Semi Open Speakers

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Joe_Limon

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Semi Open Speakers
« on: 9 May 2020, 04:02 am »
So, something bothers me about open baffle speakers and I haven't really read much on it or really have experience with it to know how much of an issue it is/could be.

With my current understanding on the theory of open baffle speakers it seems beneficial primarily to low frequency drivers that typically emit omni directional sound.  However when I picture the setup in my head for higher frequency drivers I have a pretty big hesitation when it comes to reflections off of the rear wall.  Wouldn't sound emit by the rear of a driver once reflected off of the rear wall and travel back to the front of the baffle end up creating positive and negative interference depending on distances and frequency?  Would it not be better to capture/collect these waves?  Perhaps not a full enclosure, but a partial enclosure where the driver can breathe freely and all higher frequency emissions from the rear of the driver can be mitigated.

I was thinking about combining the same geometry that is used for cones in anechoic chambers to trap tones not low enough to be omni directional.  So I came up with a few potential semi open enclosure layouts and wanted peoples opinions.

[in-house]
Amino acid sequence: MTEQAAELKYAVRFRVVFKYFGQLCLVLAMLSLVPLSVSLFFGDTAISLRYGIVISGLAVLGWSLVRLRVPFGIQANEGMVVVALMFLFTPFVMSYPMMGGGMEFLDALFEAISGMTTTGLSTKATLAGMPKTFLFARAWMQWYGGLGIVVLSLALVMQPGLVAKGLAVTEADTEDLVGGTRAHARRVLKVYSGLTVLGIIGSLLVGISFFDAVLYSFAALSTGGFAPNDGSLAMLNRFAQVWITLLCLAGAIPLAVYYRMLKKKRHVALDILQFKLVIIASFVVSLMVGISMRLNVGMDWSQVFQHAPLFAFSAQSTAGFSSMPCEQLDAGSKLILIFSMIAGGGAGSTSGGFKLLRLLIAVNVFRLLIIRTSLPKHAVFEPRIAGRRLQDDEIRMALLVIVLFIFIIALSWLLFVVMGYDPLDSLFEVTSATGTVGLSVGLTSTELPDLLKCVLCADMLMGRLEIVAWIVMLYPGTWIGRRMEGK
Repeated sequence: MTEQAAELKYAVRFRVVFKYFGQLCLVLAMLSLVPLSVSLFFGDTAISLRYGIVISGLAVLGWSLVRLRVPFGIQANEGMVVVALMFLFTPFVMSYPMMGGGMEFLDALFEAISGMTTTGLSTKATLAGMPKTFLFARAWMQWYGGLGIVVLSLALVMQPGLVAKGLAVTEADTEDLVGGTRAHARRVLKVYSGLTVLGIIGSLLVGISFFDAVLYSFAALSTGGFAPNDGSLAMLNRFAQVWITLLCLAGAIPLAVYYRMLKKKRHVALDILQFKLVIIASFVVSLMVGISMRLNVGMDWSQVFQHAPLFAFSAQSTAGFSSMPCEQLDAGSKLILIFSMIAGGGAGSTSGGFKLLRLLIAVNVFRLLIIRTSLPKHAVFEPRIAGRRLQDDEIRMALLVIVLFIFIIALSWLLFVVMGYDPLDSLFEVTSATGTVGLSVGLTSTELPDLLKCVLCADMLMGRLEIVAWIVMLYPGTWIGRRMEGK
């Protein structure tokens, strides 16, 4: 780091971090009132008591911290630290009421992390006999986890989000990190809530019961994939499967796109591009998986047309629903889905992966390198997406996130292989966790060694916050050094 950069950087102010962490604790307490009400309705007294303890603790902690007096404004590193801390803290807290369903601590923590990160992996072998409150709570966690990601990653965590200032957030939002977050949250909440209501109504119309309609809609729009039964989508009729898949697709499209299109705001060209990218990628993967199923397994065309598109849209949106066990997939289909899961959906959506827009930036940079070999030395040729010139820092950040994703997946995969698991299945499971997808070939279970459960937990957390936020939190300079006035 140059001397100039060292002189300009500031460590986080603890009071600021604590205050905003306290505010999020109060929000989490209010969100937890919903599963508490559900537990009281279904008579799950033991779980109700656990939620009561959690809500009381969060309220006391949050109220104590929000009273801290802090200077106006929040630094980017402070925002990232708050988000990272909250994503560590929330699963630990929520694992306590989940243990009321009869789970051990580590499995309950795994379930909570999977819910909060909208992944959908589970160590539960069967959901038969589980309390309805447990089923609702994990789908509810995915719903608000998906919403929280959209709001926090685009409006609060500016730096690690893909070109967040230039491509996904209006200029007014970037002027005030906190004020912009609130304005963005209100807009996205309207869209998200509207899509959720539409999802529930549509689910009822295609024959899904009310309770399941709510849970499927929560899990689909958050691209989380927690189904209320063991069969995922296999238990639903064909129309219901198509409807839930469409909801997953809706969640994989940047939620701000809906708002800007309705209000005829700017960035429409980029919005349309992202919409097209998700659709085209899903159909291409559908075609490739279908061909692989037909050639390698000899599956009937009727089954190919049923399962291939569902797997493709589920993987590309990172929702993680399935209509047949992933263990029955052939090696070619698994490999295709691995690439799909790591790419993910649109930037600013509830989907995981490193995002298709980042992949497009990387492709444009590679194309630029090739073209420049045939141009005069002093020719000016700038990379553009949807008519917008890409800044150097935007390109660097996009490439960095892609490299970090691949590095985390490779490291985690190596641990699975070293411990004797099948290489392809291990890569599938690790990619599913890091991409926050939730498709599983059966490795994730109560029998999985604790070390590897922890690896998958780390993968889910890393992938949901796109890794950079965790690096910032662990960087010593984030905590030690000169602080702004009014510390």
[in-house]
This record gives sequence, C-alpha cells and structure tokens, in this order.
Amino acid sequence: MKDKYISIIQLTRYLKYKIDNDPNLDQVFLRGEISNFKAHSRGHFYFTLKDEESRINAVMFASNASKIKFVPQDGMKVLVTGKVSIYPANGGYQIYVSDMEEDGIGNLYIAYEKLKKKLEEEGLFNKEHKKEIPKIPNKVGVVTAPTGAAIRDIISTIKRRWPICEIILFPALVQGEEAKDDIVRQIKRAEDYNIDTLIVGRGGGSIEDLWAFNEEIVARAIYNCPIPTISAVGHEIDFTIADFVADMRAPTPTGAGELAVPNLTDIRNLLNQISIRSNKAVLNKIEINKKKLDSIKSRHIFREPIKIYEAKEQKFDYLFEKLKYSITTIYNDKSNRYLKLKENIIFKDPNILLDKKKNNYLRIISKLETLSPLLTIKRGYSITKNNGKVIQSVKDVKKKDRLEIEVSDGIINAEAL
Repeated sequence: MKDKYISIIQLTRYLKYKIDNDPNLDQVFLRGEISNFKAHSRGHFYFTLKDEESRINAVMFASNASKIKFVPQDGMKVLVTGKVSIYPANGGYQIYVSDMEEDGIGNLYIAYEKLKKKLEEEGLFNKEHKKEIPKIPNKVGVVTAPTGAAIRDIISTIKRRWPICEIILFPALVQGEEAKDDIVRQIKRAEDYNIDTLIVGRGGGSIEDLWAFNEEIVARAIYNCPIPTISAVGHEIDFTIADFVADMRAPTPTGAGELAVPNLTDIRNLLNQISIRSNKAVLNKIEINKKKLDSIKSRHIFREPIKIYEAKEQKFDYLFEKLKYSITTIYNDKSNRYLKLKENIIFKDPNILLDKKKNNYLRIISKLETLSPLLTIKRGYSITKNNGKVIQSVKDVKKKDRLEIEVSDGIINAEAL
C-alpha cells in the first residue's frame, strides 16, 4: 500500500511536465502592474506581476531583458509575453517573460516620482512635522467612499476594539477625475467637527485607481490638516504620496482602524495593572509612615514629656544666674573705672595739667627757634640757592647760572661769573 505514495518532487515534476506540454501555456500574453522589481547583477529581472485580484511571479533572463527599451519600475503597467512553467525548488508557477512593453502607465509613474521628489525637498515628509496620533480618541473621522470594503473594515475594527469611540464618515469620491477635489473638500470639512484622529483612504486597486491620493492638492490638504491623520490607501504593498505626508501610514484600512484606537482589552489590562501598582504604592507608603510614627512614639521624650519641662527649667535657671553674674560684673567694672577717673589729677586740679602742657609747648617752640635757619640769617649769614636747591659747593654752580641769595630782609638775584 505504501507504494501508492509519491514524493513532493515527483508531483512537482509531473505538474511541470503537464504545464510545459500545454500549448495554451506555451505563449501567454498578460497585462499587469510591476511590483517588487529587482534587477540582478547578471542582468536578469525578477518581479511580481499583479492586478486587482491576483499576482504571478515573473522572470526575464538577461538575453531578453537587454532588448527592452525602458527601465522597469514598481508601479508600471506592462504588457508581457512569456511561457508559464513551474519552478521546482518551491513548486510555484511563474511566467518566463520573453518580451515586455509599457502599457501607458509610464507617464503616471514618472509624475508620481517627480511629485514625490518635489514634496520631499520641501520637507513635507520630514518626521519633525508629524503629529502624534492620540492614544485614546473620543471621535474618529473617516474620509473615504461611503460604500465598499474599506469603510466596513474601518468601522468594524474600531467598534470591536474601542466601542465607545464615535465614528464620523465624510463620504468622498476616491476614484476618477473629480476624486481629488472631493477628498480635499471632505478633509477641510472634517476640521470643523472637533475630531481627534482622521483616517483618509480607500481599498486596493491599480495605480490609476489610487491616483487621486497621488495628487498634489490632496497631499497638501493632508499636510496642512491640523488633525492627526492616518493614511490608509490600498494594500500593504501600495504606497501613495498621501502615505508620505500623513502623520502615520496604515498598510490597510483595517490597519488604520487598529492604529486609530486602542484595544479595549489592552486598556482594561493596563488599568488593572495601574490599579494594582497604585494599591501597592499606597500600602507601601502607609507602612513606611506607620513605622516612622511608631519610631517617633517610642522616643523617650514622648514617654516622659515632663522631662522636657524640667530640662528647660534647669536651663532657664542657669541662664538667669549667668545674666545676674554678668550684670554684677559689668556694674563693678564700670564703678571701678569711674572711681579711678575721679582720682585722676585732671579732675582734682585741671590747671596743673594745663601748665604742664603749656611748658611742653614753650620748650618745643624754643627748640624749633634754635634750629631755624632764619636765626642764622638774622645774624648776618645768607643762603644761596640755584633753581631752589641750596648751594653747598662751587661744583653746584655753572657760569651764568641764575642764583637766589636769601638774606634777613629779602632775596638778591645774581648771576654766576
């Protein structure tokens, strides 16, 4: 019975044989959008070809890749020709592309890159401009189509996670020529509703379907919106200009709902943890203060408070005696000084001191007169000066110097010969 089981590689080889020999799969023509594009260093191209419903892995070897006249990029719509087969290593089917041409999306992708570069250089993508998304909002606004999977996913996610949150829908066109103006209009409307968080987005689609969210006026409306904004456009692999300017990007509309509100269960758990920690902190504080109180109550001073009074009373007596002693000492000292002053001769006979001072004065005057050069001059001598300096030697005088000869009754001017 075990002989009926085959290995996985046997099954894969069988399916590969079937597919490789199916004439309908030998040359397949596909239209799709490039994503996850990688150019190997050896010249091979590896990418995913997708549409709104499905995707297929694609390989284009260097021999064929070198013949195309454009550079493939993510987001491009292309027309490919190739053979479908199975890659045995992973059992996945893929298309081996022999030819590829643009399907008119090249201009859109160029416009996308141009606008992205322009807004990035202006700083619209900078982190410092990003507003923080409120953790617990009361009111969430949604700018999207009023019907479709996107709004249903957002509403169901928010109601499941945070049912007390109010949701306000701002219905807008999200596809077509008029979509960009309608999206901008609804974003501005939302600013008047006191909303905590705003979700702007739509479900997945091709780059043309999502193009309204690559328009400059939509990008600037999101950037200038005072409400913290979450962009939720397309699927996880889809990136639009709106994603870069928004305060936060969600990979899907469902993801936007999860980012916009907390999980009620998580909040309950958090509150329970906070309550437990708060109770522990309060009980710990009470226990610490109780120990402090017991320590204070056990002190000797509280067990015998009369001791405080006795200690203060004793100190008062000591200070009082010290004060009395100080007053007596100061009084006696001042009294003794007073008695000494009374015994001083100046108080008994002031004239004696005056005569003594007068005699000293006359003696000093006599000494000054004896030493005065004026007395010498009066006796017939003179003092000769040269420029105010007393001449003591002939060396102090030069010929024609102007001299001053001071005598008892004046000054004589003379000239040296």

The first one is rear ported and has a bias to one side and will emit 2nd order or greater reflections.



The second one is side ported and I believe will not reflect any sound out.



And the third is front ported and does not have a bias to either side.



diyman

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Re: Semi Open Speakers
« Reply #1 on: 9 May 2020, 06:42 pm »
If you haven't experienced OB speakers how do you know that there is something that will bother you?

The reflection off the rear wall is part of the experience and is highly desirable provided the delay is at least 6ms. Some people think it should be a little longer.

Your suggestion sounds like it might be a solution in search of a problem.

Also whatever structure you build behind the driver will have some sort of resonances. One of the purposes of OB is to completely eliminate those resonances, because they color the sound.  The best box is no box.


FullRangeMan

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Re: Semi Open Speakers